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….Turned me into a NEWT !

January 25, 2011

Bloomberg: “It’s natural for people to be concerned about rising commodity prices, especially since food and energy costs are creeping up,” Cooley said. “But with people like Plosser and Fisher, the Fed will be very wary of any inflationary pressures. I don’t think the Fed will take its eye off the ball.”…

.Cooley argues that one reason food prices are rising is because of strong demand from emerging markets. Translation: A rebounding global economy is leading to higher prices.

Too bad that the bread basket of California has been turned into a newt smelt. We could address those food costs – and export food even!

Unfortunately someone weighing as much as a duck turned the wheat, avocados, grain, and citrus into a smelt when we weren’t looking, or perhaps it was turned into “green energy jobs”…

Given Cantor’s message – will they choose to “get better?”

8 Comments leave one →
  1. January 26, 2011 10:33 am

    With that said, most of the vehicles that are “tuned” to us E85 or some other blend typcially have more robust fuel systems (i.e. pressurized and made mostly of metals) to avoid the gasket problems. It makes for better engines… and more costly cars. Oh, the mileage still goes down because ethanol has less energy like was said before. Hey, but we’re paying for it in taxes!

    If we drop all subsidies for energy, then everyone gets to compete “fairly.” I’m all for that. But realistically, I’d bet if you looked at it like “subsidy dollars per joule of energy produced” you’d see a solid advantage to existing infrastructure. That’s no surprise, because they’ve figured out how to maximize the return. If alternative energy soruces want research grants, then there’s a separate bucket for that.

    • January 26, 2011 11:03 am

      I would concede your point on the newer vehicles with the E-85, which is a whole ‘nother ball of wax. In fact, if your car or truck isn’t made to specifically use E-85 fuel, you can’t use it. I think there’s a law or something. Most people I know don’t have newer vehicles. (I drive a ’97 GM Sonoma truck and my wife has a 2000 model Ford Explorer Sport, both of which get around 20 mpg around town and 24 on the freeway.) And not all new cars and trucks are made to burn E-85. I think it’s an expensive option.


  2. January 26, 2011 10:03 am

    Dear ThatMrGGuy,

    I lost a seventh of my gas tank’s mileage through being forced to purchase 10 percent ethanol fuel.

    Which is larger? A seventh or a tenth?

    What these whizzes can’t figure out is, that per mile, I buy more gasoline qua gasoline now than before the imposition of the ethanol mandate. And this is better how?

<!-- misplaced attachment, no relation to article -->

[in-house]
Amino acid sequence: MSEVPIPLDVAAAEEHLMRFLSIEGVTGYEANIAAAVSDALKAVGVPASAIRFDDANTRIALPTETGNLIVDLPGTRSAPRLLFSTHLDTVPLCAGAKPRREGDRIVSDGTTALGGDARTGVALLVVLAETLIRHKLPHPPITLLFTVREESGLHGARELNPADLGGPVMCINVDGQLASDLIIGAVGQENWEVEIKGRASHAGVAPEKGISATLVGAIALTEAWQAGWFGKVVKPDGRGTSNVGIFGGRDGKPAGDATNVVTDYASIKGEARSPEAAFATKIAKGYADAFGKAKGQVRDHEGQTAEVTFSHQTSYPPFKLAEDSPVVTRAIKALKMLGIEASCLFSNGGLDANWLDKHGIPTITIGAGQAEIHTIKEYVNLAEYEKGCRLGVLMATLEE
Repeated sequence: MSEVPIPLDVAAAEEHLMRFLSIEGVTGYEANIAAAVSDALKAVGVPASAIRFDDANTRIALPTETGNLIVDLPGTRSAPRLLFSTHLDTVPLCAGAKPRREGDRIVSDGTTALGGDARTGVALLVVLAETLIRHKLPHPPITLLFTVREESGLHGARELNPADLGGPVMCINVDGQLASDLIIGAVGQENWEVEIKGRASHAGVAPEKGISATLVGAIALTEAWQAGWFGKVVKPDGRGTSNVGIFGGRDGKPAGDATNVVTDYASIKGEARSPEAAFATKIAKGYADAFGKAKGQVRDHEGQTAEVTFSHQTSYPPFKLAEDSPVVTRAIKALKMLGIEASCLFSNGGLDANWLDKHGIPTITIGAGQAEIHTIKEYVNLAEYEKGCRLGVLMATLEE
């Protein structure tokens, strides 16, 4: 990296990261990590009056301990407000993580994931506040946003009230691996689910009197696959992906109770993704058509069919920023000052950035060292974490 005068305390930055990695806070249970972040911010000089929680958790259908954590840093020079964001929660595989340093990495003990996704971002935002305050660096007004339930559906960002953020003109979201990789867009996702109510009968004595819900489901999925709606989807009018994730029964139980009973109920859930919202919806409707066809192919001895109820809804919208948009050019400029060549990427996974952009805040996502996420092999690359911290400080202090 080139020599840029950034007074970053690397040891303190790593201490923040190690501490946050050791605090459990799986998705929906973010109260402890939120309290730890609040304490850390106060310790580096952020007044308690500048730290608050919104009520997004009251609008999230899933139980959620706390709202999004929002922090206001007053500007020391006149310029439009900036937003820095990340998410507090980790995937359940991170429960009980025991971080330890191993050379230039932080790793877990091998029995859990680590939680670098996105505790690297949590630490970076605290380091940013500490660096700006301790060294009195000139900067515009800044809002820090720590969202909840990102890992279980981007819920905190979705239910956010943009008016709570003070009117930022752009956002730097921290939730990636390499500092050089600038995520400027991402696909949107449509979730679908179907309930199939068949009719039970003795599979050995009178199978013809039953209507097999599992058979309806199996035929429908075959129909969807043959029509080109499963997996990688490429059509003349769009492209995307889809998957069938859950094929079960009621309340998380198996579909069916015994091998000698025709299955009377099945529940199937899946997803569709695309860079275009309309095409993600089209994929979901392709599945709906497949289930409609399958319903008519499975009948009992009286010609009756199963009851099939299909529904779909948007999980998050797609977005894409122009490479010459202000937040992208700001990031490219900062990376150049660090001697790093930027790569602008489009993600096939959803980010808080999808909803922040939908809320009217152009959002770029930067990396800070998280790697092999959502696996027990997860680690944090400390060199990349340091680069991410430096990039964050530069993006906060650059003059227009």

• January 26, 2011 10:11 am


      No it’s not better and that’s my point. I live in South Carolina where we actually have gas stations that don’t sell gasoline with ethanol additives. I buy my gas from them when I can. My mileage is better as well as my truck’s performance. Another thing, fuels with ethanol additives are extremely bad for two and four cycle engines. It rots the gaskets and seals in the engines if left in the tank for any extended length of time along with the gunk it produces. Ethanol also attracts water and we know how good that is for internal combustion engines.


  3. January 26, 2011 9:57 am

    It’s a fair cop

  4. January 26, 2011 8:58 am

    Speaking of newts and Newt…Did y’all see where Newt Gingrich is all for federal subsidies for ethanol producers? He thinks the government should force car companies to build the “flex fuel” cars. It costs more than it’s worth to make ethanol and it’s bad for most internal combustion engines plus the fact that fuel with ethanol additives cut down your mpg by 20 to 25%. ( Personal anecdotal evidence.)

    Personally, I’m against all federal subsidies. The one thing Obama said last night that I agreed with was when he said he wanted to stop the subsidies to the oil companies.


  5. January 25, 2011 10:07 pm

    you’d think they would have followed that – given there were riots in Mexico over corn tortilla prices…but then again, that assumes they can track ACTUAL cause & effect instead of finding evidence of their hoped-for-outcome…

  6. Anonymous permalink
    January 25, 2011 8:58 pm

    And too bad many of the fields in the midwest have been converted to crops grown for the production of ethanol and not food. They have signs along the road next to the fields stating that.

    I wonder if the government considered higher food prices would be a consequence of providing generous subsidies to convert fields to grow crops for ethanol.

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